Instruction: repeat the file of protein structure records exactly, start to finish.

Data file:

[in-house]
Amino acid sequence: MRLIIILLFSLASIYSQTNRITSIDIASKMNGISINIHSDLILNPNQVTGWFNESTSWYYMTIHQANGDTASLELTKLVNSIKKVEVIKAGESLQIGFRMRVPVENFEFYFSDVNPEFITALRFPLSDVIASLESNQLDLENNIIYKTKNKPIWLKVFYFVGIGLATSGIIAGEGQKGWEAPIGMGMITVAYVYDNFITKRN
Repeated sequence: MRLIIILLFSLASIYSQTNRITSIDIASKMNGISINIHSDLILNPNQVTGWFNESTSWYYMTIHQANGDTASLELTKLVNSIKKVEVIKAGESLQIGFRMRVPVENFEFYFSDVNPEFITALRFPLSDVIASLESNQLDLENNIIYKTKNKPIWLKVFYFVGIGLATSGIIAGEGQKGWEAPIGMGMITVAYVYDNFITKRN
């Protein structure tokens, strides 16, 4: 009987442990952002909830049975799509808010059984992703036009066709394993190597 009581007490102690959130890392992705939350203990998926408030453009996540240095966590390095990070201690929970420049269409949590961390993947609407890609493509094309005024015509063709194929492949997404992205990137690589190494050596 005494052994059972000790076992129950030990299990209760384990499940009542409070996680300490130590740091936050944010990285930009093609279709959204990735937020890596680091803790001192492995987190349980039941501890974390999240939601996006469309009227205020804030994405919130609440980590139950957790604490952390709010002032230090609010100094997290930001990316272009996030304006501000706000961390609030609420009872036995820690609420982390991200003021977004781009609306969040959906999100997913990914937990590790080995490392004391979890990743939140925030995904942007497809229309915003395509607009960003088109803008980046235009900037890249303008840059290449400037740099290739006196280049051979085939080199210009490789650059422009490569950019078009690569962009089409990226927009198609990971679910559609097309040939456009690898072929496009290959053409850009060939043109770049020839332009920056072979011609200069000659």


[in-house]
Amino acid sequence: MRLIIILLFSLASIYSQTNRITSIDIASKMNGISINIHSDLILNPNQVTGWFNESTSWYYMTIHQANGDTASLELTKLVNSIKKVEVIKAGESLQIGFRMRVPVENFEFYFSDVNPEFITALRFPLSDVIASLESNQLDLENNIIYKTKNKPIWLKVFYFVGIGLATSGIIAGEGQKGWEAPIGMGMITVAYVYDNFITKRN
Repeated sequence: MRLIIILLFSLASIYSQTNRITSIDIASKMNGISINIHSDLILNPNQVTGWFNESTSWYYMTIHQANGDTASLELTKLVNSIKKVEVIKAGESLQIGFRMRVPVENFEFYFSDVNPEFITALRFPLSDVIASLESNQLDLENNIIYKTKNKPIWLKVFYFVGIGLATSGIIAGEGQKGWEAPIGMGMITVAYVYDNFITKRN
């Protein structure tokens, strides 16, 4: 009987442990952002909830049975799509808010059984992703036009066709394993190597 009581007490102690959130890392992705939350203990998926408030453009996540240095966590390095990070201690929970420049269409949590961390993947609407890609493509094309005024015509063709194929492949997404992205990137690589190494050596 005494052994059972000790076992129950030990299990209760384990499940009542409070996680300490130590740091936050944010990285930009093609279709959204990735937020890596680091803790001192492995987190349980039941501890974390999240939601996006469309009227205020804030994405919130609440980590139950957790604490952390709010002032230090609010100094997290930001990316272009996030304006501000706000961390609030609420009872036995820690609420982390991200003021977004781009609306969040959906999100997913990914937990590790080995490392004391979890990743939140925030995904942007497809229309915003395509607009960003088109803008980046235009900037890249303008840059290449400037740099290739006196280049051979085939080199210009490789650059422009490569950019078009690569962009089409990226927009198609990971679910559609097309040939456009690898072929496009290959053409850009060939043109770049020839332009920056072979011609200069000659």